The recipe I chose was from Dietmar Sawyere’s Table By The River.  Sawyere is executive chef and director of  two-hat restaurant Berowra Waters Inn located on the Hawkesbury river.  If you’re like me and have never had the pleasure of dining in this restaurant – some caution – reading this book will make you want to hop on the next sea plane to get there (my booking is  in mid- Feb!).

There is nothing difficult about curing – the one thing you need though, is patience.  However, if you are new to curing, this recipe is probably the best place to start.  For one, given the size of the fillet used, the curing only takes four hours, much shorter than many recipes I’ve seen that can take up to two days. The curing recipe is only made up of coriander, sea salt, sugar, dill and citrus zest.  The cured salmon is also accompanied with a crisp tortilla (next time, I’ll try using a fried wanton wrapper as well) with some spiced avocado, and topped with salmon roe.  Each bite has the gorgeous sweet-citrusy salmon, the crunch of the tortilla, tang of the avocado and the “pop” of the briny salmon roe.  To me, an epitome of a perfect bite.

Sugar-cured Salmon

Sugar-cured Salmon

Sugar-cured Salmon, Spiced Avocado, Crisp Tortilla

Recipe from Dietmar Sawyere, Table By The River
Sugar-cured Salmon

  • 8 coriander seeds
  • 30 grams (1 oz) salt
  • 30 grams (1 oz) sugar
  • 20 grams (2/3 oz) dill sprigs, roughly chopped
  • 1 lime, zested, juice reserved
  • zest of 1 lemon
  • 30 ml (1 fl oz) lemon-infused extra virgin olive oil
  • 400 grams (14 oz) centre-cut salmon fillet, skin-on, pin boned (I used salmon with the skin off)

Spiced Avocado

  • 1 ripe Hass avocado
  • 2 tsp shallot, finely chopped
  • 1/2 tsp red chilli, finely diced
  • 20 ml (2/3 fl oz) chicken stock, chilled (I used double cream)
  • Juice of 1 lime (above)
  • sea salt

To complete

  • 2 large soft flour tortillas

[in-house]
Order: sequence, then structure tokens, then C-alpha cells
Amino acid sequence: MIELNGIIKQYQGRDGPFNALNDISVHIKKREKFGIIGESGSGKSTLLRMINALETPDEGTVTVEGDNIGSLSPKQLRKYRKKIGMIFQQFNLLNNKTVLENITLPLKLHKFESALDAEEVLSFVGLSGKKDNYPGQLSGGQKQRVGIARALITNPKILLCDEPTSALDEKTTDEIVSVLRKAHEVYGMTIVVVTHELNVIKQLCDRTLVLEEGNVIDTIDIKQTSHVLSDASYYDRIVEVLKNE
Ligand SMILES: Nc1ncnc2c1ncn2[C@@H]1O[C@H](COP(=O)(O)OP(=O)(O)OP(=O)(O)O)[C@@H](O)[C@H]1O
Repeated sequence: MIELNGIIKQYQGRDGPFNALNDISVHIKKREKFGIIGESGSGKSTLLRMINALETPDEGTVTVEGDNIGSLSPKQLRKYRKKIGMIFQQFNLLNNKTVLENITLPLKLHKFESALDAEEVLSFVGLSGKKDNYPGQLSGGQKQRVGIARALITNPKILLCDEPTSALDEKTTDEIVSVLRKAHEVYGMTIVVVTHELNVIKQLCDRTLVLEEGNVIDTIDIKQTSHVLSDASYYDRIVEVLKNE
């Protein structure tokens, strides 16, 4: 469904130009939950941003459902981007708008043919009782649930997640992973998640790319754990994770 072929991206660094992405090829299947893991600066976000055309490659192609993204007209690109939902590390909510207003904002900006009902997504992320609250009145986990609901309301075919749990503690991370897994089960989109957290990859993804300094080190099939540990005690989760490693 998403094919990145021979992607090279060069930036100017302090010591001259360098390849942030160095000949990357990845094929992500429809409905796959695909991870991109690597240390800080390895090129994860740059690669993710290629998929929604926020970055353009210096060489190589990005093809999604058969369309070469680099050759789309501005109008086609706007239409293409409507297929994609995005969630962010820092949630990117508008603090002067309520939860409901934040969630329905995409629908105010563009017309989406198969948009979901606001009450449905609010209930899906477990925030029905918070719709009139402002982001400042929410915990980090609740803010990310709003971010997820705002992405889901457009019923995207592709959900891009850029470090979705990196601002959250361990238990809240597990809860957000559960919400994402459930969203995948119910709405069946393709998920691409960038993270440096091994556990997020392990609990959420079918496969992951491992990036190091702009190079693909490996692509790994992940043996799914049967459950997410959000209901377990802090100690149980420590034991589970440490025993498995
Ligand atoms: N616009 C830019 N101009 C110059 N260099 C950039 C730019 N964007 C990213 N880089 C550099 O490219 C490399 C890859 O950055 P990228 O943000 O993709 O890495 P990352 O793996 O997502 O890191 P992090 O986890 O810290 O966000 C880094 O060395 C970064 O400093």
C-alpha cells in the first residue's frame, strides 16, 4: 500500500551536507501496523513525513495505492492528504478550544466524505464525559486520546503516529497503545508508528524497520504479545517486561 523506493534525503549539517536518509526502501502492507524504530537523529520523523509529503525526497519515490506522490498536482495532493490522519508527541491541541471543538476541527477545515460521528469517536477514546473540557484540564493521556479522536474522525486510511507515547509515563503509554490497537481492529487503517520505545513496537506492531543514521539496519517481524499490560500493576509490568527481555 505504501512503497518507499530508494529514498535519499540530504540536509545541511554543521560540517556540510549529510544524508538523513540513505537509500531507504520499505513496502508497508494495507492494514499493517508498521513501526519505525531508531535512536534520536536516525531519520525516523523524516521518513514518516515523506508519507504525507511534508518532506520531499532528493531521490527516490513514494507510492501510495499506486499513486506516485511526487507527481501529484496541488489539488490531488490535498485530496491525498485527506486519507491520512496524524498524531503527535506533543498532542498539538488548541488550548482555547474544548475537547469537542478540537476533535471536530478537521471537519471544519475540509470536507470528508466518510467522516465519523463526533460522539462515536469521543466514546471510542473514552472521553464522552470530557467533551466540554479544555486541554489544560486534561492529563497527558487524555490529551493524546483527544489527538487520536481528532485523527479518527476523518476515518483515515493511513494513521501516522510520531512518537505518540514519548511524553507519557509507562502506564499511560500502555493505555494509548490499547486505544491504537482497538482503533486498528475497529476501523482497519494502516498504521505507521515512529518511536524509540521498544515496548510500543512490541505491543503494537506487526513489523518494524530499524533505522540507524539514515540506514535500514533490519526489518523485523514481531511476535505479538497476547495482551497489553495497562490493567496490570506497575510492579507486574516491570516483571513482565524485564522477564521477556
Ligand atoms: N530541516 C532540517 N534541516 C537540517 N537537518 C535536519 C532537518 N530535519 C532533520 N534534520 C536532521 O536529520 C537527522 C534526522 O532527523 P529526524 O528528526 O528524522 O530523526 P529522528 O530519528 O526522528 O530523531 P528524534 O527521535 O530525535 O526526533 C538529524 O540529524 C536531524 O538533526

• grapeseed oil for frying
  • sea salt
  • 30 grams salmon roe
  • micro coriander leaves

For the Sugar-cured Salmon

  1. Place the coriander seeds, sea salt and sugar in a mortar and lightly crush with a pestle. Add the dill, lime and lemon zests and spread evenly over the flesh side of the salmon. (Since my fillet was skinned, I rubbed the mix on both sides)
  2. Warp the salmon in clingfilm or aluminium foil and place on a plate with a light weight on top. Leave the weighted salmon in the fridge for 4 hours, then wash the fish under cold running water and dry well with a clean cloth.
  3. Using a sharp knife, remove the salmon fillet from the skin. Rub the salmon with a little lemon infused extra virgin olive oil and keep tightly wrapped in the fridge until needed.

For the Spiced Avocado

  1. Cut the avocado in half, discard the stone and scoop out the flesh. Place the avocado flesh in a blender along with the shallots, chilli, and chicken stock (or cream, if using). Blend of a puree and correct the seasoning with the lime juice and some sea salt.

To Complete

  1. Cut the tortillas into rectangles and crisp-fry in some grapeseed oil. Remove and season lightly with sea salt. Spoon some avocado puree on top of the warm tortilla and then place a slice of the sugar-cured salmon on the avocado. Garnish with salmon roe and some micro coriander leaves.
Sugar-cured Salmon

Sugar-cured Salmon

Thank you to New Holland for the Review Copy.

Table By The River, Dietmar Sawyere RRP $49.95

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Bechamel and Prawn Stuffed Mussels

Bechamel and Prawn Stuffed Mussels